By David Todd

"Just because you're big doesn't mean you have to be dull." Ask Darcia Joseph to sum up the management philosophy she applies as president and chief operating officer of Toronto-based Young & Rubicam, and that's the reply you'll very likely get.

With approximately 200 employees and billings of $40 million, Y&R certainly fits the definition of "big." As for "dull" . . . well, not if Joseph has anything to say about it.   Her formula? Create the right atmosphere, for a start. ("One thing I've repeated over and over is that I expect to hear noise - music, people yelling up and down the hallways. This should be a fun business.") Avoid hierarchy. And, above all, encourage risk-taking.   "I want people to know that they have endorsement to fail," Joseph says. "I'd hate to work in an organization where people didn't feel they could take chances. So we reward people when they stray from the traditional path."   The results of Strategy's Agency of the Year competition suggest there's some merit in this approach. Y&R finished third in this year's judging - not bad for an agency that has never ranked in the top five before, and that hasn't even made the shortlist since 1993.   Previously vice-president of marketing with The Globe and Mail, Joseph joined Y&R as managing director and COO in February. She assumed the top post in June, when her predecessor, Howard Breen, was appointed president and CEO of Y&R Chicago.   Joseph says she had the good fortune to take over an organization that was already shipshape, thanks largely to Breen's efforts.   If the agency had a weak spot prior to his arrival in 1996, it was a perception that the creative product had grown lacklustre. As the Canadian arm of a major multinational, Y&R had the reputation of a sleepy - some might say "dull" - operation that handled a large volume of U.S. pickup. Breen's mission was to galvanize the entire agency around the notion of delivering outstanding, award-winning work.   "We all understand that awards aren't the ultimate measure of an agency's success," Joseph says. "But they're what attracts creative talent to an agency. They're also a great morale booster internally. And, because they get noticed outside the agency community, they help to attract new clients."   One of the keys to the agency's creative resurgence was the decision to appoint co-creative directors, in the persons of David Adams and John Farquhar.   This kind of tag-team approach has gained increasing currency in the agency business of late - and with good reason, Joseph says. When the chemistry is right, the combination of two different minds and two different skill sets can lead to superior creative output.   "One reason it works so beautifully with John and David is that they couldn't be more different personalities," she says. "They bring out the best in each other. And they always act in a unified way. If there's a point of disagreement, they work it out behind closed doors."   To give Adams and Farquhar more freedom to focus on the creative product, Joseph adds, many of the day-to-day managerial and administrative functions of the creative director position have been assigned elsewhere in the department. "John and David really work with their teams as hands-on developers of the product."   The consistency of Y&R's current creative output is particularly impressive when one considers some of the accounts on its roster: Ford Motor Company of Canada, Kraft Canada, AGF Management, AT&T Canada, H&R Block and RadioShack. "A lot of people would look at this list and say these are hard clients to do breakthrough work for," Joseph says. "They're big, they're blue-chip, they have lots of layers of management. They're not slam-dunk clients who can be sold on anything."   While all this may be true, many of these clients have in fact proven more open-minded than one might assume. Who would have thought, for example, that a mutual funds provider like AGF would ever choose to run a quirky, lighthearted campaign featuring the likes of Spiderman and Gumby as retirees?   "Sometimes there's a built-in bias within an agency," Joseph says. "People say, 'Oh, that client would never buy good work.' Of course they would. Our clients are smart people, and they can learn to trust."   With the agency's core business running smoothly, Joseph has been able to devote attention to some longer-term projects. In addition to stepping up its interactive marketing activities, Y&R hopes to expand its ability to offer clients "integrated" solutions. That, she says, means erasing some of the boundaries between disciplines, and pulling together the offerings of its sister companies, such as direct marketing agency Wunderman Cato Johnson and public relations firm Cohn & Wolfe.   As for the year ahead, Joseph says the plan is to stay the course - and to guard against complacency.   "Once you've reached a point where you're proud of the work, it's easy to get lazy," she says. "So it's a matter of diligence. The executive team's responsibility is to make sure that people are constantly motivated and challenged. I don't see any evidence that we're sitting back, though. We're not easily satisfied."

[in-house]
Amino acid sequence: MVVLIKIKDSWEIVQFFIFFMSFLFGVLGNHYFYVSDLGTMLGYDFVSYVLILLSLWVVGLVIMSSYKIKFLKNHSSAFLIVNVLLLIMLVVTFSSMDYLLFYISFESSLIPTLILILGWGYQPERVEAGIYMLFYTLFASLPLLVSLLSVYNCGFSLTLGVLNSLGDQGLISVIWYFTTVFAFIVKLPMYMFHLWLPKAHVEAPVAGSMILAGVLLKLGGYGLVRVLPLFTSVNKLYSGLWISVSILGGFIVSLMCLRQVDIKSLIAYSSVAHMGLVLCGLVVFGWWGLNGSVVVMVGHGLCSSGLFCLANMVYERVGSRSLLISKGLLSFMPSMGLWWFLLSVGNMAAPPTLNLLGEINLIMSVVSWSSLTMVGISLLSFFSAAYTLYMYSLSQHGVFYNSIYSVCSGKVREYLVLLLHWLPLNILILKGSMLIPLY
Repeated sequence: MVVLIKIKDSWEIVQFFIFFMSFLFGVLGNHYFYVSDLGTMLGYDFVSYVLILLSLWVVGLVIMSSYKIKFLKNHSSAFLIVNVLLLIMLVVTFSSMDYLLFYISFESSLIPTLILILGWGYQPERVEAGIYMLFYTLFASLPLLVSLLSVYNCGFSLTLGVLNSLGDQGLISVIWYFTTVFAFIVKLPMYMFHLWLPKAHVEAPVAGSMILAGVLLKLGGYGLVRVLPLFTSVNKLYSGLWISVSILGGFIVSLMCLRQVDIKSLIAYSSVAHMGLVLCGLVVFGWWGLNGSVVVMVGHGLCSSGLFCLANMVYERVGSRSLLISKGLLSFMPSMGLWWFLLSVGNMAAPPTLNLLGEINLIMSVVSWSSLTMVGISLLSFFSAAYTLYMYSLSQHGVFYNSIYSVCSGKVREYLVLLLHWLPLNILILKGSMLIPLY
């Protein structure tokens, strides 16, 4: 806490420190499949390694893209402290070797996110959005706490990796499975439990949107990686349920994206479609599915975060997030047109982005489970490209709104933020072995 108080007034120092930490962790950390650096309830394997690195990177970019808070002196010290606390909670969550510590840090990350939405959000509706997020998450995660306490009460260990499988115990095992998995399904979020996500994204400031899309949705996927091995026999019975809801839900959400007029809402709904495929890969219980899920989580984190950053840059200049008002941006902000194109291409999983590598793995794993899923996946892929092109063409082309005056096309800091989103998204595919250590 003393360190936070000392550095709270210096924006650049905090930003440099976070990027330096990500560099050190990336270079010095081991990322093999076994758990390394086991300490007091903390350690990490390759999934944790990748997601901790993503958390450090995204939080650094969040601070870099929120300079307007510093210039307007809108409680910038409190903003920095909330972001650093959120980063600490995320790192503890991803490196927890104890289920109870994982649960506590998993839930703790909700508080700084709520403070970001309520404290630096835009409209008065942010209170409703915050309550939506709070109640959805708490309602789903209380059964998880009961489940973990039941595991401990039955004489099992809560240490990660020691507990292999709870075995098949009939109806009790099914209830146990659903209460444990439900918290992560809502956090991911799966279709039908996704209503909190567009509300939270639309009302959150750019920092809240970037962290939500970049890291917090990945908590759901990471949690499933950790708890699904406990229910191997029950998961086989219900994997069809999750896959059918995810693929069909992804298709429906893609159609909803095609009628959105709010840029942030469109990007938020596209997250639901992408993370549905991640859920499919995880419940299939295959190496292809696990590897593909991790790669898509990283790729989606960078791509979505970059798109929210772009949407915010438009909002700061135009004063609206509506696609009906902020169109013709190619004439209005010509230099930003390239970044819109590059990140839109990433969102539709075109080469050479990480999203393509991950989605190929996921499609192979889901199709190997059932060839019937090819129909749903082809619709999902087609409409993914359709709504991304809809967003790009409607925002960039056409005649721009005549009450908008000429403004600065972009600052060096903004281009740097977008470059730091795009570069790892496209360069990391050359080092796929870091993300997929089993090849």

The campaigns

AGF Mutual Funds
H&R Block
Ford Motor Company of Canada
Kraft: Kool-Aid

| Gold: Palmer Jarvis DDB | Silver: Ammirati Puris Lintas | Bronze: Young & Rubicam |
| Finalists: BBDO Canada   Gee, Jeffery & Partners   Holmes & Lee   Ogilvy & Mather   TAXI Advertising & Design |
| Judges: Creative   Strategic |

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